Mr Hussey clearly is in the know as he enters in the deeper parts of Paris and is able to feel that Parisian conversation (with its well honed art of la Contestation) has moved inexorably to “worldly” topics including property prices such as one might hear in soulless Kensington in London.

And, I was amused to think that Bertrand Delanoë met up with Mayor Bloomberg (of NYC) to discuss the similar challenges between New York and Paris. Where there are lessons (and causes) to be shared are on the greening of the city: more recycling, more bicycling and, why not, more greenery…

Firebrand TV – The MTV of Ads?

Firebrand TV - MTV of Ads
Courtesy of Greg Verdino and Joe Jaffe, have learned about the creation of FIREBRAND TV, “a new, opt-in entertainment and marketing destination that gives consumers interactive access to their favorite brands, products and promotions.” The idea is to create a space (TV, web & mobile platforms) to view the best film commercials just as MTV is/was the place to view the best music videos. Kind of an interesting concept. Going to have be super rich in content to work… to go beyond just attracting marketing geeks like myself. The site promises that consumers can simultaneously “Watch, shop, win & share.” The launch is slated for October 22. Sign up here on their home page for updates. Or join the Firebrand Facebook Group.

Check out the YouTube 4 1/2 minute commercial if you want to see their positioning:

Writeup at New York Business Crain’s

For couple of blogs on Firebrand:
Influential Marketing Blog – Rohit gives it a big thumbs up
A quick post at Marketing Vox

Marc Jacobs – Welcome to the late late night show

For the latest fashion week in New York, the standout performance has been the pre- and post- tangle surrounding the Marc Jacobs Collection, shown on September 10th. Among other things, I was very impressed by the use of SMS by Jacobs’ Press team to alert [certain VIP] attendees to the retard.

Jacobs’ show was scheduled for 20h30 (8:30pm). An SMS sent out to attendees said the show would be an hour late and to come around 22h (already quite an exaggerated sense of an hour). A second SMS was issued at 21h45, saying the show wouldn’t begin before 23h (11pm).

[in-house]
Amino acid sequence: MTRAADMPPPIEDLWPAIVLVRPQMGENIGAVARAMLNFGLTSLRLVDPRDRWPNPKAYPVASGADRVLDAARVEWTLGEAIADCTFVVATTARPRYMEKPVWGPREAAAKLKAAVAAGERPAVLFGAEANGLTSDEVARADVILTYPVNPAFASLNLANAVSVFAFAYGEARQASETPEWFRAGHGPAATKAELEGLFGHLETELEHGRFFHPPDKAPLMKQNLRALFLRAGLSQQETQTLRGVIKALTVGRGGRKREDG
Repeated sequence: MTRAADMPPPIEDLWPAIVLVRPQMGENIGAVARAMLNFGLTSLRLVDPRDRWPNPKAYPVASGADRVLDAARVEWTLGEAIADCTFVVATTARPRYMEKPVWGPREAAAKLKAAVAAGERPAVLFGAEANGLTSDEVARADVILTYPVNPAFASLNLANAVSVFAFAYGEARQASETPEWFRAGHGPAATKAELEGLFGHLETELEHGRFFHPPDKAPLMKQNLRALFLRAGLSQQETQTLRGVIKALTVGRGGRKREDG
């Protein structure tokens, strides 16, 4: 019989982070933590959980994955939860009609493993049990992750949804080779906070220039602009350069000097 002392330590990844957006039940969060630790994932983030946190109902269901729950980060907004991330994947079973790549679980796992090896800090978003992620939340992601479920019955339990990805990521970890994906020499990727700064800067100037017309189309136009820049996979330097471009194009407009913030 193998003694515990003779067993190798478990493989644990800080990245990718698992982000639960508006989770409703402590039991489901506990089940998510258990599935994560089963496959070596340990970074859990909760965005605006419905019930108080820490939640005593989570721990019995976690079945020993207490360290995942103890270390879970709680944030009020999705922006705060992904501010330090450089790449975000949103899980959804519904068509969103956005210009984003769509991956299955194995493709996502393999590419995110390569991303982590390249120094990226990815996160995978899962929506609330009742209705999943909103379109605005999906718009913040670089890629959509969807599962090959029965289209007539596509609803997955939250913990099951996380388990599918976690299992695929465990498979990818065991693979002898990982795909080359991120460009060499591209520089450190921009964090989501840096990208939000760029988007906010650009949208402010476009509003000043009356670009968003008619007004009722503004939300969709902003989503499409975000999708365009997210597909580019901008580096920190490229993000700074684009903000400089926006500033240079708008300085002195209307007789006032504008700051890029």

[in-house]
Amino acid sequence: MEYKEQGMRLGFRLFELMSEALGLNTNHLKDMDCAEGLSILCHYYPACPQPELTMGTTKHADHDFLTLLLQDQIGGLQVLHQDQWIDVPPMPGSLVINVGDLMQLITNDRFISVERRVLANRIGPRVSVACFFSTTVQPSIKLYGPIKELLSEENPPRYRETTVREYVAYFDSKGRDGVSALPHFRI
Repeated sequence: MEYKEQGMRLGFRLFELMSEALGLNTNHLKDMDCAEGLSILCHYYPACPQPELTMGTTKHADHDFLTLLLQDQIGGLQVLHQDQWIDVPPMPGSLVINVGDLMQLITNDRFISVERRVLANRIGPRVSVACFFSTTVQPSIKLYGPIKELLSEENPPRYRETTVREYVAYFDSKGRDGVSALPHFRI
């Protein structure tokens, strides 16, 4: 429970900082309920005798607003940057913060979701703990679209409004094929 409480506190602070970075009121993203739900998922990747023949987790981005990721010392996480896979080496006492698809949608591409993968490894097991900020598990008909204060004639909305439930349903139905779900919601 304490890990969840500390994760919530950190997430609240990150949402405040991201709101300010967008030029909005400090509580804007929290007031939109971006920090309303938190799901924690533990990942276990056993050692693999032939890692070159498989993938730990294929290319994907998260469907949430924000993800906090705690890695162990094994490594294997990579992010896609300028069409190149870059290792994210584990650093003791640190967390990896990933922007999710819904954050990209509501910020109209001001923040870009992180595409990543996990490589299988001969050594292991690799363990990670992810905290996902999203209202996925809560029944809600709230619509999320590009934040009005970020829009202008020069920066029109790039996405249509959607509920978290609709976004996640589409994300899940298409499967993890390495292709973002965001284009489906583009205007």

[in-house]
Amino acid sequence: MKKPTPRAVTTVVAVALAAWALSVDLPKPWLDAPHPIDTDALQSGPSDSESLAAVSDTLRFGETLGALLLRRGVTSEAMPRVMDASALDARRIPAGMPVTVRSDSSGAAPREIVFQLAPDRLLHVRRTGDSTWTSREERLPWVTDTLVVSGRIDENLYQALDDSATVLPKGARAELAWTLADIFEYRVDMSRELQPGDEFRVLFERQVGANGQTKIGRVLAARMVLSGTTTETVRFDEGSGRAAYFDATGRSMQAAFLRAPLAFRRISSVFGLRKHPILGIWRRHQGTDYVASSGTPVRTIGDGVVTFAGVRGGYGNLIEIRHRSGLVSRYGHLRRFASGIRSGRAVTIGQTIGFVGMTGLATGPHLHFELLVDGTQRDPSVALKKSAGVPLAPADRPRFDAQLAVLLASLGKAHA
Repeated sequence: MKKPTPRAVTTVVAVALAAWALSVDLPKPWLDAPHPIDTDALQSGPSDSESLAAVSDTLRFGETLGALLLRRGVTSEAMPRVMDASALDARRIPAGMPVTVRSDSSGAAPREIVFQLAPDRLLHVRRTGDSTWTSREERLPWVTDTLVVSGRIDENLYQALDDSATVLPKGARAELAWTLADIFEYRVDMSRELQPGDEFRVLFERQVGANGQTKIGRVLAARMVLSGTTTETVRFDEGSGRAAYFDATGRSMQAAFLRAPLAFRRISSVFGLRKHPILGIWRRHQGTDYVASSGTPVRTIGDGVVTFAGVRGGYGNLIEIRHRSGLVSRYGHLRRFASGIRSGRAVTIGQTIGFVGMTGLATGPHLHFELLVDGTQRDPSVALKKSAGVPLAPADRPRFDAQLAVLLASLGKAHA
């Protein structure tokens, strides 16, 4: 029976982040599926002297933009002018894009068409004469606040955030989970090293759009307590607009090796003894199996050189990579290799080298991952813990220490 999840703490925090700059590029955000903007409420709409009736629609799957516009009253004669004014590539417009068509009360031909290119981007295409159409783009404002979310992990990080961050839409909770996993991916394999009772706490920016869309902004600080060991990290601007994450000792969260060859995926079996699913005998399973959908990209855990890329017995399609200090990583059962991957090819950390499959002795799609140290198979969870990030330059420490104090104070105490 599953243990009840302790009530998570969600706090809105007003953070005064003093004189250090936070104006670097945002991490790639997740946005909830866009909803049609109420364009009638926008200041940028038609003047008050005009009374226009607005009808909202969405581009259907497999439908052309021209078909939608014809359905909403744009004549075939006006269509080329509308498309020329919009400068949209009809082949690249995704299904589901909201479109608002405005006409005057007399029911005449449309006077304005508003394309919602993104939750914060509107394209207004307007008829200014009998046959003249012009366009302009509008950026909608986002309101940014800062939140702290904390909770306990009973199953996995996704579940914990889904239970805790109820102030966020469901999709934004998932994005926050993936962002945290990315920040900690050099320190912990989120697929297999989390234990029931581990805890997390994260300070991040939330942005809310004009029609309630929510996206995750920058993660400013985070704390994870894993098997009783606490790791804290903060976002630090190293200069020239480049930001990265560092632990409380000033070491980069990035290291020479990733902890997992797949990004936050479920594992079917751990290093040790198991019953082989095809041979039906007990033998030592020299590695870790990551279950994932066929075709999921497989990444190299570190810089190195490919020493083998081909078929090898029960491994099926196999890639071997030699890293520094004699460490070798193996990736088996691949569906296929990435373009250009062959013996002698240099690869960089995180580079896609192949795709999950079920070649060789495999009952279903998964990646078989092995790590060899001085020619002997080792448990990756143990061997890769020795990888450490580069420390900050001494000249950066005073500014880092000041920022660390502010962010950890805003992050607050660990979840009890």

Nothing like over promising. Now for the delivery.

Per the press reports, Anna Wintours (Vogue) and Suzy Menkes (IHT) both thought the retard stepped over the bounds of acceptable. Here’s the report from WWD. Menkes reportedly said, “I would like to murder him with my bare hands and never see another Marc Jacobs show as long as I live. Where’s the dinner?” Fashion Shows that start on time are such a rarity, you wonder why the agenda proposes a specific minute for the beginning. Why not write: sometime after x pm or not before y pm. New concepts in time management are needed, such as obligatory SMS messaging and pre-show massaging…

There is a historic need for suspense, generating impatience and a stir crazy audience, with ants-in-the-[hot]pants is a modus operandus. This is typically not helped by chairs at fashion shows which are made temporarily for temporary seating. Some fashion designers seem to behave along the lines, “the longer the wait, the bigger rap; and the more hype my show will create.”

Anyway, Jacobs sparred with the powers that be post show (in the press), defying the likes of Menkes and Wintours, and telling them not to come ‘next time.’ Maybe, though, the time after that will be okay?